In Have a Nice Day, Liu Jian has created a world of multiple dimensions in the 2D renderings of a seedy southern China fringe town where lives intersect over a bag of cold hard cash. A suitable alternative title for this pulpy, crime-caper animation would be, “In the Mood for Money.”

The story is simple, and the comparisons rife. When Xiao Zhang (Zhu Changlong), a low rent gangster existing on the bottom rung of the criminal ladder, robs underworld kingpin, Uncle Liu (Yang Siming), of million Yuan (approximately £ 100,000) to cover the costs to repair his girlfriend’s botched plastic surgery, the mob boss hires moonlighting hitman, Skinny (Ma Xiaofeng), to hunt Zhang down and retrieve the loot.

Have a Nice Day hurtles along in the form of a near still-life, with urban landscape illustrations drawn with such detail they bring the deliciously dark dereliction of a city to life. Fried telephone wires hang tangled above the peeling walls of sweaty back alleys, where dumplings steam out front of grotty, empty restaurants, and the quiet hum of flickering neon lights mixes with the low, continuous chirps of cicadas.

Tarantino and the Coen Brothers are quick to come to mind in the film’s elliptical structure, the way in which the characters are drawn, the absurdity in which events unfold, plot threads come together and in the almighty crescendo of the films finale. But, Have a Nice Day has all the atmosphere of a Wong Kar Wai film set against the uncertainty of a world consumed by Brexit Britain and the Trump administration.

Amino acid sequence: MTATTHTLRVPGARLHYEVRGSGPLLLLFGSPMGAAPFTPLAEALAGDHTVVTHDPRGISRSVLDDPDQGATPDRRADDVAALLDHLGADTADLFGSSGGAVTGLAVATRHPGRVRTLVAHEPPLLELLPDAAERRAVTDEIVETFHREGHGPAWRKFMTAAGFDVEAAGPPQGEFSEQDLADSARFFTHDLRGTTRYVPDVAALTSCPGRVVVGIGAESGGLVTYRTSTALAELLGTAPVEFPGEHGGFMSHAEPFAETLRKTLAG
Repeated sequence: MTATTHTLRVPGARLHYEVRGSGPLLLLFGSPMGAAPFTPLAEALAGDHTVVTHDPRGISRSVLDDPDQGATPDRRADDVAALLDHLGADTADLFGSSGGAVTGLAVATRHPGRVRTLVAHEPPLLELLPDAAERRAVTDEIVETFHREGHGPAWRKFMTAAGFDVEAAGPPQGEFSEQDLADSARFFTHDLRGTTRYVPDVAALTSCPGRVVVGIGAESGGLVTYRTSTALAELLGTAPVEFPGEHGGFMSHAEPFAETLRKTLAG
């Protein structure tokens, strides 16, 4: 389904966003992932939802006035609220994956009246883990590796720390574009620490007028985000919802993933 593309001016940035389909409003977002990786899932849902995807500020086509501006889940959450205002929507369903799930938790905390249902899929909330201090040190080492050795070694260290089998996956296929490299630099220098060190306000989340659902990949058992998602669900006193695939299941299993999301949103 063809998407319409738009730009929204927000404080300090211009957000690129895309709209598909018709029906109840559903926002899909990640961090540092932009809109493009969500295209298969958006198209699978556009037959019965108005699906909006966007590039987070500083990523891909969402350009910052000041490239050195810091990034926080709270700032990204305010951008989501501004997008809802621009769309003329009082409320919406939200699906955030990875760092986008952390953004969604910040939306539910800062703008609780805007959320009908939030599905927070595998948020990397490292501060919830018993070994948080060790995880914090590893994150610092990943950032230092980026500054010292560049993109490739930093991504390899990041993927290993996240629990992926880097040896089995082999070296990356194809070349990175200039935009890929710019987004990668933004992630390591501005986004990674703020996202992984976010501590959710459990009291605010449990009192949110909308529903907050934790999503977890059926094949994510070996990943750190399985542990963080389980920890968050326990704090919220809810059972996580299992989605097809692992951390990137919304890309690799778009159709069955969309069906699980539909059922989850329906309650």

Jian’s background in painting, having studied it at Nanjing University and his involvement in the Gaudy art movement, which combined the bright aesthetics of folk art and consumer culture to criticize the proliferation of Western consumerism in China, have both clearly influenced the film’s look. This is best exemplified in a stunning, satirical sequence, played out in the form of a karaoke video, which pairs folksy communist propaganda imagery with song lyrics that expel the (exaggerated) wonders of a vacation stay in the Chinese city of Shangri-La, the name of which evokes James Hilton’s fictional, mythical valley in the Kunlun Mountains and the popular global, luxury hotel-resort chain.

As the plot unfolds, the malignant allure of an unclaimed bag of cash brings to light a city buckling under the weight of a quiet frustration and the petty self-interest of a disenfranchised population, misguided by the corrupting power of money, consumerism and materialism. Peppered throughout the film are references to Steve Jobs, Mark Zuckerberg, start-ups, stunted aspirations and ambition limited to the immediate, material pleasures of wealth. As one character puts it, “freedom is divided into three levels” dictated by the ability to buy whatever, without consequence.

Complementing the film with the undulating pulse of its genre blending mix of Chinese jazz, hip-hop and synth-pop is The Shanghai Restoration Project’s stellar score, adding a fresh layer of pop-cool to a gritty world where cash is king.

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